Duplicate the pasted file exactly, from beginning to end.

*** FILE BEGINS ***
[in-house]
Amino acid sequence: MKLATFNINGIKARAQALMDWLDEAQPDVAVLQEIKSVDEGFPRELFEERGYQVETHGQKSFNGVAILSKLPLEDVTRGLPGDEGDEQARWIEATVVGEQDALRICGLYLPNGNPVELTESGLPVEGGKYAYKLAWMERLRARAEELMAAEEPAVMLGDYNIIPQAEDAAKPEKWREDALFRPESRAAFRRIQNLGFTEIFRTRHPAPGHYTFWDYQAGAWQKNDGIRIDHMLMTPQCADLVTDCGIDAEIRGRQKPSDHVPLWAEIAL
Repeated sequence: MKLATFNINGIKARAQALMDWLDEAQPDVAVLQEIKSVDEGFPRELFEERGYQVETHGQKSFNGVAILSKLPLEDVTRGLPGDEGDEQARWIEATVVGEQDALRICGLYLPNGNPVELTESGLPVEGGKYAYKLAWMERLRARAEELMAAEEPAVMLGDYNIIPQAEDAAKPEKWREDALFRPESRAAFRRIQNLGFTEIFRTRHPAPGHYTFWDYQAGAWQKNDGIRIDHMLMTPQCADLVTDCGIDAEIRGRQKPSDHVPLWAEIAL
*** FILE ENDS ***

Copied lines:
[in-house]
Amino acid sequence: MKLATFNINGIKARAQALMDWLDEAQPDVAVLQEIKSVDEGFPRELFEERGYQVETHGQKSFNGVAILSKLPLEDVTRGLPGDEGDEQARWIEATVVGEQDALRICGLYLPNGNPVELTESGLPVEGGKYAYKLAWMERLRARAEELMAAEEPAVMLGDYNIIPQAEDAAKPEKWREDALFRPESRAAFRRIQNLGFTEIFRTRHPAPGHYTFWDYQAGAWQKNDGIRIDHMLMTPQCADLVTDCGIDAEIRGRQKPSDHVPLWAEIAL
Repeated sequence: MKLATFNINGIKARAQALMDWLDEAQPDVAVLQEIKSVDEGFPRELFEERGYQVETHGQKSFNGVAILSKLPLEDVTRGLPGDEGDEQARWIEATVVGEQDALRICGLYLPNGNPVELTESGLPVEGGKYAYKLAWMERLRARAEELMAAEEPAVMLGDYNIIPQAEDAAKPEKWREDALFRPESRAAFRRIQNLGFTEIFRTRHPAPGHYTFWDYQAGAWQKNDGIRIDHMLMTPQCADLVTDCGIDAEIRGRQKPSDHVPLWAEIAL